Tuesday

7th Jul 2020

Germany in throes of class debate

The EU's largest member state is finding itself in the throes of a raucous debate about the merits of capitalism, sparked by the chairman of the ruling Social Democrat Party, Franz Müntefering.

Germany's debate started last month when Mr Müntefering condemned the "anonymous faces" of capitalism.

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  • A class debate has erupted in Germany (Photo: European Commission)

He accused international investors of being "capitalist locusts" chewing up and then spitting out companies.

"I am criticising all those who think they can pick whatever they need out of any company ... and they do it without thinking about the employees and all the people who are affected by their decision".

Chancellor Gerhard Schröder also entered the fray by speaking out against an "unrestrained neo-liberal system".

Both politicians were playing on widespread anger in Germany following an announcement by Deutsche Bank in February that it would lay off around 2,000 employees, despite having record profits the previous year.

The statements have hit a nerve with German citizens with a recent poll showing that 73 per cent share the sentiment behind these ideas - they also come as figures show that Germany has the lowest growth rate in Europe while the number of unemployed continues to hover around the five million mark.

According to Albrecht Koschützke from the left-leaning Friedrich-Ebert-Stiftung, Mr Müntefering has, almost without meaning to, tapped into a "growing discomfort" that Germans feel with globalisation.

His few "choice phrases" have sparked off a wide-ranging discussion, said Mr Koschützke adding that Germans are used to 50 years of a social market economy and are finding it hard to adjust to the "neo-liberal ideas of the last 10-15 years".

Anger

But Germany's companies have reacted angrily to the statements, arguing that they are only doing what is necessary to remain competitive as Germany fights rivals from new member states and from countries like China.

The bad feeling came to a head with a leaked list of 12 "locust companies" which Mr Müntefering feels represent the worst capitalist traits.

Leaked to German media, the companies include Deutsche Bank and Goldman Sachs.

Dieter Hundt, president of the employers' association has reacted strongly to the "locust debate" as it has been dubbed by German media.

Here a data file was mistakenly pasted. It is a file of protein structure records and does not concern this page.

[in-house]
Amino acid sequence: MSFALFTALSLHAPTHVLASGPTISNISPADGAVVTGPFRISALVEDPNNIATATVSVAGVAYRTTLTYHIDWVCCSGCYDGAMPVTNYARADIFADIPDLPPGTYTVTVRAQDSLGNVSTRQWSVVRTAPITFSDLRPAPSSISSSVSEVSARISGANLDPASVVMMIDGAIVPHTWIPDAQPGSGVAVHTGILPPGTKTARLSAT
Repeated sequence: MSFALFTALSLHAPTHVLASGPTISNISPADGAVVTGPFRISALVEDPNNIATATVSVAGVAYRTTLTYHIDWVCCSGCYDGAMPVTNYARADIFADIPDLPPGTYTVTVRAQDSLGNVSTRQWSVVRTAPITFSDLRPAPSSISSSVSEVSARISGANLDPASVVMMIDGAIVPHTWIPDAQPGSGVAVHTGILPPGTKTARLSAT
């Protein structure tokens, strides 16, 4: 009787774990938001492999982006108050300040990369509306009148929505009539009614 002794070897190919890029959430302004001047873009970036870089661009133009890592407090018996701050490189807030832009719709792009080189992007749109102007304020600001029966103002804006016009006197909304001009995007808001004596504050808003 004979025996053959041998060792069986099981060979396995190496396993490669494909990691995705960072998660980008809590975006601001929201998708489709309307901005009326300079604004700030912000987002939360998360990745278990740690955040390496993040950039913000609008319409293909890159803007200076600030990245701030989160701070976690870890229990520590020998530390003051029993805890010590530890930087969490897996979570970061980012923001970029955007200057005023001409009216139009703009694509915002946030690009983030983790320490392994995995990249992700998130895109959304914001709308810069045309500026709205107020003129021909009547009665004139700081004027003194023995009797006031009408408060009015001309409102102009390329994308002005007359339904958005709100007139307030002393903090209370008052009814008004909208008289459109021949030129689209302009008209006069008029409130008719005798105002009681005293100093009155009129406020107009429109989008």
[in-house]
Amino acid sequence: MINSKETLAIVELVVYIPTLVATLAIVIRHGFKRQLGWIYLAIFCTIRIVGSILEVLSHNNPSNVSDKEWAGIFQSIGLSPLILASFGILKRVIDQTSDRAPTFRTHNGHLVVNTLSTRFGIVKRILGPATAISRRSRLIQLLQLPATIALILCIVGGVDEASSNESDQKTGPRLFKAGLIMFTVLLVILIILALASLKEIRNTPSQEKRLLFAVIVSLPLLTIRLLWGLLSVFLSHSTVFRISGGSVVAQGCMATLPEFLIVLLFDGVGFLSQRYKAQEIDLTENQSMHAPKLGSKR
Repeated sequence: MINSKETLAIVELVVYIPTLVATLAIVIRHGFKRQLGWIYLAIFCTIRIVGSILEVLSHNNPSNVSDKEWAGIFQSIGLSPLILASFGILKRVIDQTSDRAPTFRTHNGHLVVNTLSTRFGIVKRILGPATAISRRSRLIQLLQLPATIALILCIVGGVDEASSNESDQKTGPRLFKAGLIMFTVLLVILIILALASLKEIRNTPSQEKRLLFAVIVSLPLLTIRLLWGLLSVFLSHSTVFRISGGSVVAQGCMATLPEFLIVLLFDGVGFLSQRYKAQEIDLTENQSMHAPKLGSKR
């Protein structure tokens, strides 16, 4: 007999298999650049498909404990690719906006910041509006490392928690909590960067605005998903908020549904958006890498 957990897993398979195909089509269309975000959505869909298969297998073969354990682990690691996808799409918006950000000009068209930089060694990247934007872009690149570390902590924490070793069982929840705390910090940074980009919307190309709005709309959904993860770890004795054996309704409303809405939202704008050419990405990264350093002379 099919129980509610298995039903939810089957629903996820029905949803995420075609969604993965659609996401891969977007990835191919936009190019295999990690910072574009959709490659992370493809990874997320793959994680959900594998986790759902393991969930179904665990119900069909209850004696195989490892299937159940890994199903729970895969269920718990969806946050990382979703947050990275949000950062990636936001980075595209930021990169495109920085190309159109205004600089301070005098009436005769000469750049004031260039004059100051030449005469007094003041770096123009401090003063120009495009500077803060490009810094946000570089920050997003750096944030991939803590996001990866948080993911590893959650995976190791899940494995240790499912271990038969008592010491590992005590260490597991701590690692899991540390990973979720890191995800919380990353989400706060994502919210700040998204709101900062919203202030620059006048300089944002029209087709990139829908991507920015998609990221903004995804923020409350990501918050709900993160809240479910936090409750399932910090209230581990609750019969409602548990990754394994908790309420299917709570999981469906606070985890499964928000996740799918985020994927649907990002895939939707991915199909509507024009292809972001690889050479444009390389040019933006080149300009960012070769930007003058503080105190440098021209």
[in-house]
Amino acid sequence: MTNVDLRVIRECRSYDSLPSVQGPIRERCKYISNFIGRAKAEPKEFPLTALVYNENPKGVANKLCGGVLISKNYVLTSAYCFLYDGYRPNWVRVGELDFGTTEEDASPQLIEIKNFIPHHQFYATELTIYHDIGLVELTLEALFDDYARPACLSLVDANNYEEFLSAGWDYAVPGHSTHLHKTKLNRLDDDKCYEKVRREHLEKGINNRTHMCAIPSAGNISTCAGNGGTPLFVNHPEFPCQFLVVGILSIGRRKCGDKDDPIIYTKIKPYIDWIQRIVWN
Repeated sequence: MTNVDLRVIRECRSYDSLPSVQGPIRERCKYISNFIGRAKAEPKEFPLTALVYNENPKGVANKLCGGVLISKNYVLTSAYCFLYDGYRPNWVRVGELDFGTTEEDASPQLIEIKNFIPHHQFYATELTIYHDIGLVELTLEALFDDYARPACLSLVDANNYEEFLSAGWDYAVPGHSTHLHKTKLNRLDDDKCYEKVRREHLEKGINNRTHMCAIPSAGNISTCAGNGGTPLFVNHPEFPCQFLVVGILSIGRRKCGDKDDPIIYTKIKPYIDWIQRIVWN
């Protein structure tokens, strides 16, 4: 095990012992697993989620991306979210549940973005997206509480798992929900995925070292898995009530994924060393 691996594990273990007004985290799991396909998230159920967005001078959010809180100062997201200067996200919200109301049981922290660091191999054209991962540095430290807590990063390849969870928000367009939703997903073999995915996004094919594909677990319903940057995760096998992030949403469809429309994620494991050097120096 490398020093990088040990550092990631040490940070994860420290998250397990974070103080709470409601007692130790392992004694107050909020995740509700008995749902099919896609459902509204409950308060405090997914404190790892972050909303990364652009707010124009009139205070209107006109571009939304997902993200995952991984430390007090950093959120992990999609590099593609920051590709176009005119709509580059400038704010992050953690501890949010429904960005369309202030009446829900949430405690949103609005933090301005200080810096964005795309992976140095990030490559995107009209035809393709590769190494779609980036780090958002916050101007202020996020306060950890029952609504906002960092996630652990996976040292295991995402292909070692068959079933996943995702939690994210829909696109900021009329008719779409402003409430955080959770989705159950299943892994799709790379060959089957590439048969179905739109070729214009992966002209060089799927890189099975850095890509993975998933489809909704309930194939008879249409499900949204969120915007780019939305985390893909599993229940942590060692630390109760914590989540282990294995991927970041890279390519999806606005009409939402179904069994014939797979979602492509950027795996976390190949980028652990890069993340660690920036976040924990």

Mr Hundt particularly criticised the way all international investors have been put under "blanket suspicion" by the Social Democrats' comments.

Saying it would damage Germany as a business location, he added "we have to get more foreign investment to invest in our country".

This is a viewpoint shared by Stephanie Wahl of the Institute for Economy and Society in Bonn.

She says it is a "useful" to have such a debate but the SPD has let it become too polarised and one-sided. If it continues over a long period like this, companies may eventually decide to locate in Austria instead, says Ms Wahl.

A case of electioneering?

However, many Germans are sceptical about the motives for starting this class debate.

The Social Democrats are facing a crucial election later this month in North Rhine Westphalia, the traditional SPD heartland that they have ruled for the last 39 years, but which polls show as currently favouring the opposition Christian Democrats.

But despite appealing to many of the rank and file with their statements, Chancellor Schröder has pledged not to abandon tough social reforms, which have been unpopular within the socialist party.

He has also said he will stick with his plan to lower corporate tax rates in Germany, something announced last month in direct response to corportate threats that they would move eastward where conditions are more beneficial.

Some feel this debate will also be a part of the general eletions in 2006.

"Germans are very thorough", says Ms Wahl referring to the level of debate they lead. She believes it will also form part of a general SPD campaign next year.

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